The Well-Outfitted Trekker

Mar 12, 2002
Outside Magazine

Low Arko GTX boots, Prospector Pant, and Kavu's mesh-vented Trailrunner

Timberland's Mountain Athletic Zone pack

Outdoor Research Flex Tex Low Gaiters

Traveling light is the only way to trek, particularly when teahouses are providing your food and shelter. When shopping for gear, think versatility; temperature extremes will demand layering, packability, and durability.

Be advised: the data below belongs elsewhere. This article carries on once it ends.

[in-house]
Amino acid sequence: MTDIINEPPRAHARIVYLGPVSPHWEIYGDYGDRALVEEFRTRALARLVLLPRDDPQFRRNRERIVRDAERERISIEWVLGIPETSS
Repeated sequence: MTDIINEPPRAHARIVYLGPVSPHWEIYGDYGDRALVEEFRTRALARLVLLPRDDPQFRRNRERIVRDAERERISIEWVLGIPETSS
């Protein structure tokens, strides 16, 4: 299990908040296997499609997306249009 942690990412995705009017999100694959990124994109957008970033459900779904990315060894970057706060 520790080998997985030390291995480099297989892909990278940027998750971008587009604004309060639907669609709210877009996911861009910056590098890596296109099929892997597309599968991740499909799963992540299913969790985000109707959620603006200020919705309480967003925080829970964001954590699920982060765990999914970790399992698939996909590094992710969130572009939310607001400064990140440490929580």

Apparel A journey of a thousand miles begins with one a supportive pair of waterproof, lightweight hiking boots. Gore-Tex liners and beefy soles bolster the Lowa Arko GTX ($185) and the Scarpa Vento Mid GTX ($150). Both feel cozy right out of the box, but break them in for at least a month, and treat yourself to the extra stability and cushioning of Superfeet's Trim-to-Fit Synergizer foot beds ($30) to minimize blisters on the trail. Pair Bridgedale's A.T. CoolMax Liner ($8)—an easy-to-clean lightweight liner for fighting friction—with the Bridgedale Trekker sock ($16)—a soft, reinforced blend of wool, nylon, and polypro, with a touch of Lycra to keep the high-density padding under the heel and toe from slipping. But get a pebble in there and you're doomed. The featherweight (4-ounce) and stretchy Outdoor Research Flex Tex Low Gaiters ($33) seal your boot-tops and laces against mud, puddles, and yes, pebbles. For morning jogs don Kavu's mesh-vented Trailrunner hat ($22), but on the passes in the wind, swap that sun lid for the insulating fleece of Mountain Hardwear's Phillips Head ($20). The wind-resistant, water-repellent nylon and 700-fill of The North Face's Nuptse down jacket ($199) weighs just 23 ounces and compresses into a tiny pocket. But for temperature control and sweat removal on the way up, layer wisely. The SmartWool Next to Skin Wear (zip-neck top, $74; bottoms, $60) wicks moisture faster than any other base layer, keeping you dry and insulated against cold and heat. Mountain Hardwear's Monkey Man or Monkey Woman Jacket ($110) makes an ideal second layer: breathable, durable, water-repellent, and quick-drying, with the highest warmth-to-weight ratio of any Polartec fleece. Or try Patagonia's R2 Jacket ($145), with stretch panels at the elbows, cuffs, and torso sides. With or without long underwear, the Cloudveil Maverick ($140) serves as a rugged do-anything mountain pant, spun from Schoeller Dynamic Micro for moisture and temperature management, wind stopping, and abrasion protection. Or go with Cloudveil's slightly heavier Prospector Pant ($135). For the mist and rain, bring Marmot's lightweight, nylon-coated, and seam-taped PreCip Jacket ($99) and Pant ($69). Protect your hands from sunburn and wind with the lightweight fleece and reinforced palms of The North Face's Pamir WindStopper Glove ($50).

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